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Member Spotlight: Donald Jacob Uitvlugt

1. Tell us about your most recent project (written or published). What inspired it?

renards coverFor my furry writing, I’m in the process of revising a novel set in the same fantasy world as my short story “Irula’s Apprentice,” but a couple of generations later. In this world, I envision what a society of intelligent lions might look like if one takes existing lion behavior as a given. It’s also been interesting to see how a leonine society might take on different dimensions depending on the setting.

The novel is in a lot rougher shape than I’d like it to be, but I’ll be looking for a publisher when I get it in a shape that I like.

With my non-furry work, I recently had a piece of flash fiction accepted for publication that combines aspects of the Cthulhu mythos with the legend of the Pied Piper of Hamelin. A science fiction story will soon be released by the Wily Writers podcast.

2. What’s your writing process like? Are you a “pantser,” an outliner, or something in between?

Most of my stories have a fairly long period of rumination, where I’m working out story issues in my head. I tend to do a lot of research, which I may or may not use in my writing. I try to write a first draft as quickly as I can; sometimes I have a broad outline, sometimes I know what I want to do in the next couple of sections. And sometimes I just write to see where the characters and concept will take me. I try to revise as best as I can, and then try to get beta readers involved before I make a submission-ready draft — although deadlines don’t always allow me to exercise the full process.

3. What’s your favorite kind of story to write?

Most of my stories tend to be speculative fiction of one sort or another, with horror and dark fantasy predominating lately. Often my stories focus on individuals thrust into extreme situations and how their choices wind up making or breaking them. World creation is important, and I hope I do it reasonably well, but in the end I want the characters to be most important.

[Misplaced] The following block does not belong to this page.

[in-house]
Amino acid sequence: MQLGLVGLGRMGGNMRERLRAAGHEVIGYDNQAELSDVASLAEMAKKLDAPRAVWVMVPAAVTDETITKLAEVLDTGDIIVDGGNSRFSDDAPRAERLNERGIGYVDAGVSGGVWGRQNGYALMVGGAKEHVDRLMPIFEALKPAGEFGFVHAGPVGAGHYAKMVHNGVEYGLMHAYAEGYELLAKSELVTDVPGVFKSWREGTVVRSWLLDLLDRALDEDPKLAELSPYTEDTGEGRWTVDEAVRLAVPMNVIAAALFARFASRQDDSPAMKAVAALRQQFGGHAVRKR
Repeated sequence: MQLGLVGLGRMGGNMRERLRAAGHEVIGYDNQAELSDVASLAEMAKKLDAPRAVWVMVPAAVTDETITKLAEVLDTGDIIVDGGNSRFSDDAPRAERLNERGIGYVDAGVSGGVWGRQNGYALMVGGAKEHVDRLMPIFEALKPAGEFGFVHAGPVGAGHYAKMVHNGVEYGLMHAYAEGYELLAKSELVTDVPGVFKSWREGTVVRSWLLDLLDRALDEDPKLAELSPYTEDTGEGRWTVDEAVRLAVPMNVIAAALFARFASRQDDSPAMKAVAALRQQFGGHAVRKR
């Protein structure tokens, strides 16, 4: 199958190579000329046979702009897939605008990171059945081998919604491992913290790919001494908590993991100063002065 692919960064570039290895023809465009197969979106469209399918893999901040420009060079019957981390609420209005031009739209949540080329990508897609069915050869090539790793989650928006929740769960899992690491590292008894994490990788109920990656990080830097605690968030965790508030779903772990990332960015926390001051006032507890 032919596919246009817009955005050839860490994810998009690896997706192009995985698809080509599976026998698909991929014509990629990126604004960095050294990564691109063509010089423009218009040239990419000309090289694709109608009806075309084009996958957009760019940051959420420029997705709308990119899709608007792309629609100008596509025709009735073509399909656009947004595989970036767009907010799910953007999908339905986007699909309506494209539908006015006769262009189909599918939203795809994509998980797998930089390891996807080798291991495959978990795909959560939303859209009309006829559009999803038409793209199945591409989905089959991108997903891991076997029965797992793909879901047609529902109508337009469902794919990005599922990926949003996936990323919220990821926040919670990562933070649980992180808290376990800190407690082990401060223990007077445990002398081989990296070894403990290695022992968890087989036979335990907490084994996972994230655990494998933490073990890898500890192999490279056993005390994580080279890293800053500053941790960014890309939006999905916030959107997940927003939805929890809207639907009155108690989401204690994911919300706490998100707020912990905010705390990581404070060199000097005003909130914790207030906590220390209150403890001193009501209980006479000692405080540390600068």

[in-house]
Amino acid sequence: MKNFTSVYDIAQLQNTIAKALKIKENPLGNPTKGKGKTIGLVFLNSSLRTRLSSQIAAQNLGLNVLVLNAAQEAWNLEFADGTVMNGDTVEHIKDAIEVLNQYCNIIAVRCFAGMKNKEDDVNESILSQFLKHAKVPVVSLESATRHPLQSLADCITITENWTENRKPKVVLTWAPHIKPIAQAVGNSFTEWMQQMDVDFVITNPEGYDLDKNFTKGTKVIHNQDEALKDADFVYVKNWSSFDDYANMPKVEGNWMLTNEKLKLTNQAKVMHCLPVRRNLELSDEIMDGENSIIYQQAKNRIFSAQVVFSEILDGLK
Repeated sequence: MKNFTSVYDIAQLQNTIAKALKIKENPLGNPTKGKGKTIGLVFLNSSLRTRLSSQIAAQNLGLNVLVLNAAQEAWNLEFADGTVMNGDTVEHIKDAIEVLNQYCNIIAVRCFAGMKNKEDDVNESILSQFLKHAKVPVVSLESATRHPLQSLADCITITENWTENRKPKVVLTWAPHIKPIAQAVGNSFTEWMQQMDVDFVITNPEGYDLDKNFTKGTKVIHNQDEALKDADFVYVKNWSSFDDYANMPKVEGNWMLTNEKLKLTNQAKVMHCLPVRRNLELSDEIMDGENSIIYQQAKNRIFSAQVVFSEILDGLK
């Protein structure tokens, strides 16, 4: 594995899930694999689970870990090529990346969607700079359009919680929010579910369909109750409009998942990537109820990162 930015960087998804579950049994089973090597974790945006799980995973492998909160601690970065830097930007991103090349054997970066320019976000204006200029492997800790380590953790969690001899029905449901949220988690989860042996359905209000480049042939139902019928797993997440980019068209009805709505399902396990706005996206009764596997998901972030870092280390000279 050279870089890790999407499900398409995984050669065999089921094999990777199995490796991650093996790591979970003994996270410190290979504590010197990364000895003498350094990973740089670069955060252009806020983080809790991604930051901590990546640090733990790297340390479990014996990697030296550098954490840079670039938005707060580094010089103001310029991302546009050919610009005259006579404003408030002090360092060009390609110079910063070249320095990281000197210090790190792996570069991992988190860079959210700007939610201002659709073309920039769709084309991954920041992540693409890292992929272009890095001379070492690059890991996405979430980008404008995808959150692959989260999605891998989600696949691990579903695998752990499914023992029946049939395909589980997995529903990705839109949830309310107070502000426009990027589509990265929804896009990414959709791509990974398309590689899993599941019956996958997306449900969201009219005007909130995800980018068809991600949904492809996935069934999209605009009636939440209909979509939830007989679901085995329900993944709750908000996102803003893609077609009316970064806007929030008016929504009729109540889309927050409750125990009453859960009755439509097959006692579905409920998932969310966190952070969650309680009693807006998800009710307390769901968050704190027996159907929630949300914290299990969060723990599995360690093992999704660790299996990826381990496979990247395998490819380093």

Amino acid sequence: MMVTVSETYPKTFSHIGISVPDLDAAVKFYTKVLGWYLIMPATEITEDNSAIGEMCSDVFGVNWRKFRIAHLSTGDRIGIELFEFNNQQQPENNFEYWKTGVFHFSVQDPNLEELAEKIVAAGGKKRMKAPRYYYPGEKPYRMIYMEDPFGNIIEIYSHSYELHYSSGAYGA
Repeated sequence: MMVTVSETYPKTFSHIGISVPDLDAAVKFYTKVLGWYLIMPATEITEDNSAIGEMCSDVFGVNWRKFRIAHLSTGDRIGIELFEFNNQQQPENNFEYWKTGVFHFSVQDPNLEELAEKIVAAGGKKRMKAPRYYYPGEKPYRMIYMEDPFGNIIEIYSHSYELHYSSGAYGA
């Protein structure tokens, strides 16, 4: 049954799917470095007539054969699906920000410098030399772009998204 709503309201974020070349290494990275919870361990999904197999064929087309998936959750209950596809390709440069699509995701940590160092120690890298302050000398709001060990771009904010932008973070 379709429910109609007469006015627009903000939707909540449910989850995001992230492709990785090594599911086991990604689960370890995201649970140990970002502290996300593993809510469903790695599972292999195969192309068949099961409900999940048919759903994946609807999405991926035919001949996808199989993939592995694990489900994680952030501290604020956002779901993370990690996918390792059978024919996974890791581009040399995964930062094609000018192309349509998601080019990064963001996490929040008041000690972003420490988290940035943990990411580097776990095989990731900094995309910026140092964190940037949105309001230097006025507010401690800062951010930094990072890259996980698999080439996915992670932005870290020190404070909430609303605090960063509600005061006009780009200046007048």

4. Which character from your work do you most identify with, and why?

I would probably say Raalfarinoor from my lion novel. While I don’t think he’s a Mary Sue/Gary Shrew, there are a lot of ways he represents an idealized version of myself. His courage, his integrity, his humor and his curiosity are all something I strive for.

5. Which authors or books have most influenced your work?

I tend to draw from a number of influences, depending on the nature of the project I’m working on. My earliest influences include C. S. Lewis’s Chronicles of Narnia, J. R. R. Tolkien’s Lord of the Rings, Norton Juster’s Phantom Tollbooth, and Lewis Carroll’s Alice books. Later influences include G. K. Chesterton, Charles de Lint, Cordwainer Smith and the haiku poets Basho and Buson.

6. What’s the last book you read that you really loved?

I absolutely loved everything about Andre Norton’s Breed to Come. I highly recommend it to all readers of science fiction.

7. Besides writing, how do you like to spend your free time?

I’m a very avid reader, reading somewhere between one and two novels a week. I like nonfiction too, but that generally goes a little more slowly. I also enjoy spending time with my wife and playing with our cat.

8. Advice for other writers?

ABW: Always Be Writing. One hundred percent of the stories never written are never read. You can fix just about anything in the rewrites, if you have something to fix. Leave out the boring parts, or at least delete them in the rewrites. Learn what makes a good story by reading good stories. Take the time to revise your work. And never stop writing.

9. Where can readers find your work?

I was very fortunate to have audio versions of two of my furry stories produced by Anthro Dreams. I mentioned “Irula’s Apprentice” earlier. “C.Moira’s Choice” is an homage to the science fiction of Cordwainer Smith. Anyone interested in my non-furry stuff can get in touch with me via Twitter (@haikufictiondju) or my blog: http://haikufiction.blogspot.com.DJU

10. What’s your favorite thing about the furry fandom?

I’ve always appreciated how accepting the furry fandom is. You decide what species and gender your fursona is, with almost infinite possibilities. You decide how furry you are as an individual — are you an artist, a writer, a fursuiter, a lifestyler, a fan? Some combination of all of the above? You choose, and the furry fandom accepts the you that you choose to be. I’m aware of no other fandom that is that accepting.

 

Check out Donald Jacob Uitvlugt’s member bio here!

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